REMARKS BY THE PRESIDENT
AT PENTAGON MEMORIAL SERVICE
IN REMEMBRANCE OF 9/11
THE PRESIDENT: Secretary Panetta, General Dempsey, members of our Armed Forces, and most importantly, to the families –survivors and loved ones — of those we lost, Michelle and I are humbled to join you again on this solemn anniversary.
Today we remember a day that began like so many others. There were rides to school and commutes to work, early flights and familiar routines, quick hugs and quiet moments. It was a day like this one — a clear blue sky, but a sky that would soon be filled with clouds of smoke and prayers of a nation shaken to its core.
Even now, all these years later, it is easy for those of us who lived through that day to close our eyes and to find ourselves back there — and back here — back when grief crashed over us like an awful wave, when Americans everywhere held each other tight, seeking the reassurance that the world we knew wasn’t crumbling under our feet.
Eleven times we have marked another September 11th come and gone. Eleven times, we have paused in remembrance, in reflection, in unity and in purpose.
This is never an easy day. But it is especially difficult for all of you — the families of nearly 3,000 innocents who lost their lives — your mothers and fathers, your husbands and wives, your sons and your daughters. They were taken from us suddenly and far too soon.
To you and your families, the rest of us cannot begin to imagine the pain you’ve endured these many years. We will never fully understand how difficult it has been for you to carry on, to summon that strength and to rebuild your lives.
But no matter how many years pass, no matter how many times we come together on this hallowed ground, know this — that you will never be alone. Your loved ones will never be forgotten. They will endure in the hearts of our nation, because through their sacrifice, they helped us make the America we are today — an America that has emerged even stronger.
Most of the Americans we lost that day had never considered the possibility that a small band of terrorists halfway around the world could do us such harm. Most had never heard the name al Qaeda. And yet, it’s because of their sacrifice that we’ve come together and dealt a crippling blow to the organization that brought evil to our shores. Al Qaeda’s leadership has been devastated and Osama bin Laden will never threaten us again. Our country is safer and our people are resilient.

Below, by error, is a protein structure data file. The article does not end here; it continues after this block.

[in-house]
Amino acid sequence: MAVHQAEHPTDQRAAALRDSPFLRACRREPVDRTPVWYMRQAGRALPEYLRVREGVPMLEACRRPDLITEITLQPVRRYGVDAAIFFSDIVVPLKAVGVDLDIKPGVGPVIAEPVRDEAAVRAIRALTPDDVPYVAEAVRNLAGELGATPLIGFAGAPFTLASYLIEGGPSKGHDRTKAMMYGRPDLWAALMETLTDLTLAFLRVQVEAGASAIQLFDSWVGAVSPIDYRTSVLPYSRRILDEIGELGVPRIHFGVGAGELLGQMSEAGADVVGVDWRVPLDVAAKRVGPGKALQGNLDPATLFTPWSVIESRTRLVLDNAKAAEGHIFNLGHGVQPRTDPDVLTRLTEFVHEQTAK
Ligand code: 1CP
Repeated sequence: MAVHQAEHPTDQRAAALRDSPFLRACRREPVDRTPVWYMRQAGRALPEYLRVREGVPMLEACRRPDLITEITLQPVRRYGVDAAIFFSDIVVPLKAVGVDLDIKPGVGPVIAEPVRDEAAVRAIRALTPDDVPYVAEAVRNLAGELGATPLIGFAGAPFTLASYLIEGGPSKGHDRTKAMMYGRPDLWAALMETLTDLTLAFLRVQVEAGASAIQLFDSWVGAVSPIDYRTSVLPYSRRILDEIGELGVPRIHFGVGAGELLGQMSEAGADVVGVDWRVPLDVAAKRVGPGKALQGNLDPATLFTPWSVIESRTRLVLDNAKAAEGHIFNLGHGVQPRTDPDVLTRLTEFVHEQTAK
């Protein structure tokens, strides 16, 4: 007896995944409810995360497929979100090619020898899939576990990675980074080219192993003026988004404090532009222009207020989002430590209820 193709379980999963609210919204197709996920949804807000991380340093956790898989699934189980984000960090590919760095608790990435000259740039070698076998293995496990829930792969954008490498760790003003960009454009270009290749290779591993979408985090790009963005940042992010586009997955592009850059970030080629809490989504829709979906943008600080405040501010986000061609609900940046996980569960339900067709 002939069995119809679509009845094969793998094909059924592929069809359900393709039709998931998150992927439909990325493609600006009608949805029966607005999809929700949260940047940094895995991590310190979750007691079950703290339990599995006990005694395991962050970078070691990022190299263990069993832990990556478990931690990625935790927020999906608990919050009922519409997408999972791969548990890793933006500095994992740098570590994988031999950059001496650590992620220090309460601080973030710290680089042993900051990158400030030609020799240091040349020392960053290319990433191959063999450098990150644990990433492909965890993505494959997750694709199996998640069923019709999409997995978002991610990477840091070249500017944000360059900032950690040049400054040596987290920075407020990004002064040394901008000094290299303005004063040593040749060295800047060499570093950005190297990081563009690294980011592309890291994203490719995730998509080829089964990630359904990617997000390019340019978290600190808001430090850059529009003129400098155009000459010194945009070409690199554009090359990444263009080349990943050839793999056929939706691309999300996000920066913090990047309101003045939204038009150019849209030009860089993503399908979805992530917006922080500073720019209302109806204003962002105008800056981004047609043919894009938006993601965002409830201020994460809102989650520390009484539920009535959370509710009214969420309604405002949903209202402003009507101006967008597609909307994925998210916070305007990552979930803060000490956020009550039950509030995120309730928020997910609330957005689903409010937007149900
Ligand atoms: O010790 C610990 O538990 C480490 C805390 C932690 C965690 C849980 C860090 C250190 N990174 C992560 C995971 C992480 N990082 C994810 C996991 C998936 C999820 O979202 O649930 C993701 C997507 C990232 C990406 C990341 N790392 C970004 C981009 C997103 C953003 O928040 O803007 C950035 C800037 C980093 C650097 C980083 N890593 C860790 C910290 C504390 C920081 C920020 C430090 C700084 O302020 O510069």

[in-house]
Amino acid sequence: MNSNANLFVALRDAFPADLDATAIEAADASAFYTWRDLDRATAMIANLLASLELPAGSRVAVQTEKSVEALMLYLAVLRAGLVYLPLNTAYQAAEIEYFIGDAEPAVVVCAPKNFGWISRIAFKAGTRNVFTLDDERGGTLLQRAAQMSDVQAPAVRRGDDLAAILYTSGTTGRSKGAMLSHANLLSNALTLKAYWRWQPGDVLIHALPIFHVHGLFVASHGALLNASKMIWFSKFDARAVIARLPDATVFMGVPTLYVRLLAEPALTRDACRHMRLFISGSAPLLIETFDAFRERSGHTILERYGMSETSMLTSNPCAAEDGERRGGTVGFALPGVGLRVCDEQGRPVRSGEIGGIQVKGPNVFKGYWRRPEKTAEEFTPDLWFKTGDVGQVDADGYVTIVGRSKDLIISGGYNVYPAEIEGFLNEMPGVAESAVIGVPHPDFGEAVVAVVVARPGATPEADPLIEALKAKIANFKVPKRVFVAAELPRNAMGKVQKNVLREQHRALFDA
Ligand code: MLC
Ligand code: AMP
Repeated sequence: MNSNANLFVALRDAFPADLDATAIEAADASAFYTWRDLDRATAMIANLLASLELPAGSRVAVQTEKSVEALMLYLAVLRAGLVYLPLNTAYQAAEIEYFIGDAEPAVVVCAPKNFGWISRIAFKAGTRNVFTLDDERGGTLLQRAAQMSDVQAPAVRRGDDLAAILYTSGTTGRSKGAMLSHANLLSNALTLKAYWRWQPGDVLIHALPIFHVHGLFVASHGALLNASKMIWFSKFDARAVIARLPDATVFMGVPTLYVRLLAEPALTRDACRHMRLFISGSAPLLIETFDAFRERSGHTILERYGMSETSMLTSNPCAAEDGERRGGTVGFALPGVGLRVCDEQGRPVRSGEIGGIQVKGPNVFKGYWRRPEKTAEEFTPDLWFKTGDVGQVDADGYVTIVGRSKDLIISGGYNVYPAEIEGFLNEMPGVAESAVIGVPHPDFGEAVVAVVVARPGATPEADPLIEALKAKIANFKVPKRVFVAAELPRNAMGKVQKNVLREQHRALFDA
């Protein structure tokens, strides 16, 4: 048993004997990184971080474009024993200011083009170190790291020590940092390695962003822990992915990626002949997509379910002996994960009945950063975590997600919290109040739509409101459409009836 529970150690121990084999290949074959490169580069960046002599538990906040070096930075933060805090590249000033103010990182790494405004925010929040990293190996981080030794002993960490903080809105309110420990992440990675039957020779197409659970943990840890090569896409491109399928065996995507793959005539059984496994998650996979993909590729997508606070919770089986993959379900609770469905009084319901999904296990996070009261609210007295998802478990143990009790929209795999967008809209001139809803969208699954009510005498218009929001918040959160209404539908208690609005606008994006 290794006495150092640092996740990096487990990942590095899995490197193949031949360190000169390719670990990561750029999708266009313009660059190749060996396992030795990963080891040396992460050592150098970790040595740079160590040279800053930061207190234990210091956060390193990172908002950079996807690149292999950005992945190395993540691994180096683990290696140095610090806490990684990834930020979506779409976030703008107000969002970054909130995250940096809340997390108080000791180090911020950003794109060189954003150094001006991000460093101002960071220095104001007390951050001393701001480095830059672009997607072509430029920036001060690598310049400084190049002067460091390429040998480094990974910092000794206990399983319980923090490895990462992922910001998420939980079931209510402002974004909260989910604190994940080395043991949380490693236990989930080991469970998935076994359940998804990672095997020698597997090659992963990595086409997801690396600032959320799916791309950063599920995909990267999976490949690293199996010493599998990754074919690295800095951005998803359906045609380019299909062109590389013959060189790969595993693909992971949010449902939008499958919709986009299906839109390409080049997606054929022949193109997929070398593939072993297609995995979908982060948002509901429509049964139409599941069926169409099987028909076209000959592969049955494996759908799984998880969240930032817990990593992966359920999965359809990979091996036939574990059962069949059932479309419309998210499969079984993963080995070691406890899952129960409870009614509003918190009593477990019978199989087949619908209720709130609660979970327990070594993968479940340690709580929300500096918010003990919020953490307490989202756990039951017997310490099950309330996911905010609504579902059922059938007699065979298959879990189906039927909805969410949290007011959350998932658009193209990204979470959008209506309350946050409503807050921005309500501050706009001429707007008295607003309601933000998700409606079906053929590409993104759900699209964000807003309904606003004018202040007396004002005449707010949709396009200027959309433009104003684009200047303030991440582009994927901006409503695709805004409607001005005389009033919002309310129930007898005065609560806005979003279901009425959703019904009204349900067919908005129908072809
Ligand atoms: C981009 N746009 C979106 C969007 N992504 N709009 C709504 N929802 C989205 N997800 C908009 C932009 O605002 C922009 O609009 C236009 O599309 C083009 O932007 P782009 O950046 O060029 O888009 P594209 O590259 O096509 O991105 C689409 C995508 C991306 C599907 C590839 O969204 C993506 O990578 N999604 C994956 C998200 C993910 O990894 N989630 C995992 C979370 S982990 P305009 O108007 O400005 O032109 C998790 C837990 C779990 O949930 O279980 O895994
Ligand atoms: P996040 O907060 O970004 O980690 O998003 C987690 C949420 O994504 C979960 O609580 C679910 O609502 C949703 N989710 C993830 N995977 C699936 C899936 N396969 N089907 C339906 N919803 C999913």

It’s true that the majority of those who died on September 11th had never put on our country’s uniform. And yet, they inspired more than 5 million Americans — members of the 9/11 Generation — to wear that uniform over the last decade. These men and women have done everything that we have asked.
Today, the war in Iraq is over. In Afghanistan, we’re training Afghan security forces and forging a partnership with the Afghan people. And by the end of 2014, the longest war in our history will be over. Meanwhile, countless civilians have opened their hearts to our troops, our military families and our veterans.
Eleven years ago, memorial services were held for Americans of different races and creeds, backgrounds and beliefs. And yet, instead of turning us against each other, tragedy has brought us together. I’ve always said that our fight is with al Qaeda and its affiliates, not with Islam or any other religion. This country was built as a beacon of freedom and tolerance. That’s what’s made us strong, now and forever.
And, finally, when those innocent souls were taken from us they left behind unfulfilled work and tasks that remain undone. And that’s why, on a day when others sought to bring this country down, we choose to build it up with a National Day of Service and Remembrance.
Scripture tells us “Do not be overcome by evil, but overcome evil with good.” There’s no better way to honor the best in those who died than by discovering the best in ourselves.
This anniversary allows us to renew our faith that even the darkest night gives way to a brighter dawn. Today, we can come here to the Pentagon, and touch these names and kneel beside a building where a single stone still bears the scars of that fire. We can visit the field of honor in Pennsylvania and remember the heroes who made it sacred. We can see water cascading into the footprints of the Twin Towers, and gaze up at a new tower rising above the New York skyline.
And even though we may never be able to fully lift the burden carried by those left behind, we know that somewhere, a son is growing up with his father’s eyes, and a daughter has her mother’s laugh — living reminders that those who died are with us still.
So as painful as this day is and always will be, it leaves us with a lesson that no single event can ever destroy who we are. No act of terrorism can ever change what we stand for. Instead, we recommit ourselves to the values that we believe in, holding firmly, without wavering, to the hope that we confess.
That’s the commitment that we reaffirm today. And that’s why, when the history books are written, the true legacy of 9/11 will not be one of fear or hate or division. It will be a safer world; a stronger nation; and a people more united than ever before.
God bless the memories of those we lost. And God bless these United States of America.